JACKSON, Miss. (AP) — Amid an investigation into the water crisis in Mississippi's capital city, two congressional Democrats are requesting a review of the federal government's efforts to maintain local water utilities.
In a letter to Comptroller General Gene Dodaro on Friday, Reps. Bennie Thompson of Mississippi and Carolyn Maloney of New York asked for the Government Accountability Office to study efforts by federal agencies to identify wastewater utilities vulnerable to shutdown from disasters.
The request is the latest development in a joint investigation by the House Homeland Security and the Oversight and Reform committees into a crisis that deprived Jackson’s 150,000 residents of running water for several days in late August and early September.
“The Jackson water crisis was a disaster waiting to happen, and it will not be resolved unless we address the confluence of climate change and generational disinvestment in majority-Black cities,” Thompson and Maloney wrote.
Jackson has struggled with water problems for decades. Most of the city lost running water for several days after heavy rainfall exacerbated problems at the city’s main water treatment plant in late August. When that happened, Jackson had already been under a boil-water advisory for a month because health inspectors had found cloudy water that could make people ill.
Thompson’s district includes most of Jackson, and he chairs the Homeland Security Committee. Maloney chairs the Oversight and Reform Committee. They requested the study evaluate how the Environmental Protection Agency and the Department of Homeland Security are ensuring that water utilities around the country provide clean water.
Maloney and Thompson said the study would help identify where investment might be needed to improve struggling water systems before they fall into disrepair. Over $600 billion is needed for water infrastructure improvements over the next 20 years, according to the EPA.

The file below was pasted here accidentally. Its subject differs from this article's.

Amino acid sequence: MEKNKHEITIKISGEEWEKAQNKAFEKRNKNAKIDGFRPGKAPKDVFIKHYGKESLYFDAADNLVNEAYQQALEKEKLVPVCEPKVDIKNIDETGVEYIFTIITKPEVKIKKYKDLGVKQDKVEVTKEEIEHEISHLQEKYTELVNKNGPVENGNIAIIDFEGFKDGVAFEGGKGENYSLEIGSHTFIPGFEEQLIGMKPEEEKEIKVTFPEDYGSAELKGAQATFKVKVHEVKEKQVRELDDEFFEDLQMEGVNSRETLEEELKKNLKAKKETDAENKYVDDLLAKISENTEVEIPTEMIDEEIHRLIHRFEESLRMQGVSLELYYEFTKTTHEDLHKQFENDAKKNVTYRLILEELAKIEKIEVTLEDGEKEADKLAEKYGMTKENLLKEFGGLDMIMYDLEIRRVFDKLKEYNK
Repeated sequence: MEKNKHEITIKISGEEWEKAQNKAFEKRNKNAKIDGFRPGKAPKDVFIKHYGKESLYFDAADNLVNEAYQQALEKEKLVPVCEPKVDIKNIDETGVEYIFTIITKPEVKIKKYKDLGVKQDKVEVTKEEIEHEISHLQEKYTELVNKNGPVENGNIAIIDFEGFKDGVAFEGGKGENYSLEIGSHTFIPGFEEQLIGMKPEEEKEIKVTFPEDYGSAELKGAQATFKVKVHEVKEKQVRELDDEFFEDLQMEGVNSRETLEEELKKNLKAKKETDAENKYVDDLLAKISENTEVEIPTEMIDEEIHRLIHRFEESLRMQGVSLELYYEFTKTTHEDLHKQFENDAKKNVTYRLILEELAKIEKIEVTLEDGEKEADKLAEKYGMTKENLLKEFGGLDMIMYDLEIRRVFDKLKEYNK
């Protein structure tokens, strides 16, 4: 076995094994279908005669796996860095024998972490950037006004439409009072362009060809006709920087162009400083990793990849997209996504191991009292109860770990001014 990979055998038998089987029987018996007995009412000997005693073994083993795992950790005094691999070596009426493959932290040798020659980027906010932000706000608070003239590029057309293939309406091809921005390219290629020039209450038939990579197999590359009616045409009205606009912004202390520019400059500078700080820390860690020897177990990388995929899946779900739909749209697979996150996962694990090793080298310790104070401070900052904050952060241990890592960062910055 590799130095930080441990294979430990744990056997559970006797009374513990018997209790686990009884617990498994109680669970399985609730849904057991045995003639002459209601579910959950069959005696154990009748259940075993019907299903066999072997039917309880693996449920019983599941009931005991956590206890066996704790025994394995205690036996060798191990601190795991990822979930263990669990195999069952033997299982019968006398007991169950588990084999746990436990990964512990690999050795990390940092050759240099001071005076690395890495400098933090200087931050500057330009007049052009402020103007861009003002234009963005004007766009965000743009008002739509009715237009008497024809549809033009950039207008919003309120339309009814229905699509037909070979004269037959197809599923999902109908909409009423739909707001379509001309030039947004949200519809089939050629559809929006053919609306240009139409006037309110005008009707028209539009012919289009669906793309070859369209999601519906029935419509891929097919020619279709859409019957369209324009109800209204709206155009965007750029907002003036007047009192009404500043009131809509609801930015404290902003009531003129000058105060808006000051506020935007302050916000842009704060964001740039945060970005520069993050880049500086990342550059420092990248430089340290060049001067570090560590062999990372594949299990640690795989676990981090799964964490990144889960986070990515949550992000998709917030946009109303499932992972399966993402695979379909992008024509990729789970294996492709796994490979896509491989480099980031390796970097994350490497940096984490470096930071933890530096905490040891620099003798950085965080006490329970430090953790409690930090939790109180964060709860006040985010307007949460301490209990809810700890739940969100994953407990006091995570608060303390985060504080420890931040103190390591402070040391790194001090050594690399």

In addition to identifying vulnerable water utilities, Thompson and Maloney want information about how EPA and DHS prioritize certain utilities to receive assistance from their funding programs and whether these programs incorporate racial equity. The pair of Democrats are set to lose their chairmanships after House Republicans reclaim the majority in the next Congress. Maloney will leave Congress after losing in a Democratic primary election this year.
Adam Comis, a staffer for the Homeland Security Committee, told The Associated Press that he couldn't speak to whether Republicans support continuing the investigation. But the investigation could still continue with Democrats in the minority, he said.
On Thursday, the Jackson City Council voted to approve a proposed order with the EPA for how the federal government will work with the city to fix its water system. The order will be made public after it is approved by the Department of Justice, which will take about seven business days, according to city officials.
Michael Goldberg is a corps member for the Associated Press/Report for America Statehouse News Initiative. Report for America is a nonprofit national service program that places journalists in local newsrooms to report on undercovered issues. Follow him on Twitter at twitter.com/mikergoldberg.